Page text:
Today, Sunday 6th November, is the International day of prayer for the persecuted Church.
According to Open Doors Ministries, every month, 322 Christians are killed for their faith, 214 churches and Christian properties are destroyed, and 722 Christians suffer some sort of violence against them because of their faith.
The Pew Research Centre reports that over 75% of the world’s population lives in areas with severe religious restrictions, with many of these people being Christians.
In addition, according to the United States Department of State, Christians in more than 60 countries face persecution from their governments or surrounding neighbours, simply because of their belief in Jesus Christ.
However, in the midst of all of this persecution, God is at work, and there are many testimonies and stories of God drawing people to Him in ever increasing numbers across these regions of the world, of the Church standing strong and growing ever stronger.
By contrast, it is in the west, where we as Christians are relatively comfortable and have a freedom that so many do not, that the Church is actually in decline.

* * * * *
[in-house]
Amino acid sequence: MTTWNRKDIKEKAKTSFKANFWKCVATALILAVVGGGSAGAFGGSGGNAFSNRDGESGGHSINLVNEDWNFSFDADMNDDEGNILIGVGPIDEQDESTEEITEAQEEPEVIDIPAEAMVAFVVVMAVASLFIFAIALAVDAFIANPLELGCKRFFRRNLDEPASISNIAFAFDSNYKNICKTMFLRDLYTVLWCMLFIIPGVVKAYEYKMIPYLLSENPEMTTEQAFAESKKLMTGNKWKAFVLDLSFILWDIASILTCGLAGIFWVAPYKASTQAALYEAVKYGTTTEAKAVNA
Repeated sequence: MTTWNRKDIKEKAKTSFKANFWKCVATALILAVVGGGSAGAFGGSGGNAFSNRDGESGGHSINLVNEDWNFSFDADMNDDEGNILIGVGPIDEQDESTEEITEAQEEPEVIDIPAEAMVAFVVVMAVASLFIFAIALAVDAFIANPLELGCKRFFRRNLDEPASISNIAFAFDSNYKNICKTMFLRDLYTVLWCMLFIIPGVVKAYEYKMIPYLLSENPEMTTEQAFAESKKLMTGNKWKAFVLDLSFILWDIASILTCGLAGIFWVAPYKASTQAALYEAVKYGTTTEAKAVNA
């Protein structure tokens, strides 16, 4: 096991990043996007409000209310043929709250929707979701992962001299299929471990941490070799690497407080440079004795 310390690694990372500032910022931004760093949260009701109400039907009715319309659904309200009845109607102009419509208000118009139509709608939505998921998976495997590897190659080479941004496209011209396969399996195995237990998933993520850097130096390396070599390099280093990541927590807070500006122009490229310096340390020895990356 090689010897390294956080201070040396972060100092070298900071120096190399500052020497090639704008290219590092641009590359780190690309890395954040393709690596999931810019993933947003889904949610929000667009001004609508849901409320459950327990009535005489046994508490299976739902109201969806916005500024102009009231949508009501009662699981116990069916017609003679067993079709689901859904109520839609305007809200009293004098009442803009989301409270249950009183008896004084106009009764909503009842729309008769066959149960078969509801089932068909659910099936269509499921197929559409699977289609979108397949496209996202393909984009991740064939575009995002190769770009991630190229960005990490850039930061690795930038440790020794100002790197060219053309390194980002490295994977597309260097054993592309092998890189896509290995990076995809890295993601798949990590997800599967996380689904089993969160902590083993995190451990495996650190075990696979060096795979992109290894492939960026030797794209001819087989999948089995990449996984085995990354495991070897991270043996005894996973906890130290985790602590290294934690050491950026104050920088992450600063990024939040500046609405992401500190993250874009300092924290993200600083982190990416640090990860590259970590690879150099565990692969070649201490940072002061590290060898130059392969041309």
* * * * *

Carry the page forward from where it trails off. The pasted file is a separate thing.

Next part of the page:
Not that we wish for persecution, but Jesus, Himself, said that in this world we would have trouble … but not to fear, as He has overcome the world.
And we are a part of that overcoming, as we join with our brothers and sisters around the world to pray for those who are in prison, persecuted, tortured and even killed for their faith.
To pray, not necessarily for an end to persecution, but that their faith will stand strong in the storms, their testimony be a light in the darkness, and for the presence of the Holy Spirit to be their source of encouragement and strength, an ever present help in times of trouble.
So today, and over this next week, let us remember the truth of the words of Brother Andrew, the founder of Open Doors:
“Our prayers can go where we can not – there are no borders, no prison walls, no doors that are closed to us when we pray.”
Hebrews 13 vs 3: “Remember those who are in prison, as though you were in prison with them; those who are being tortured, as though you yourselves were being tortured“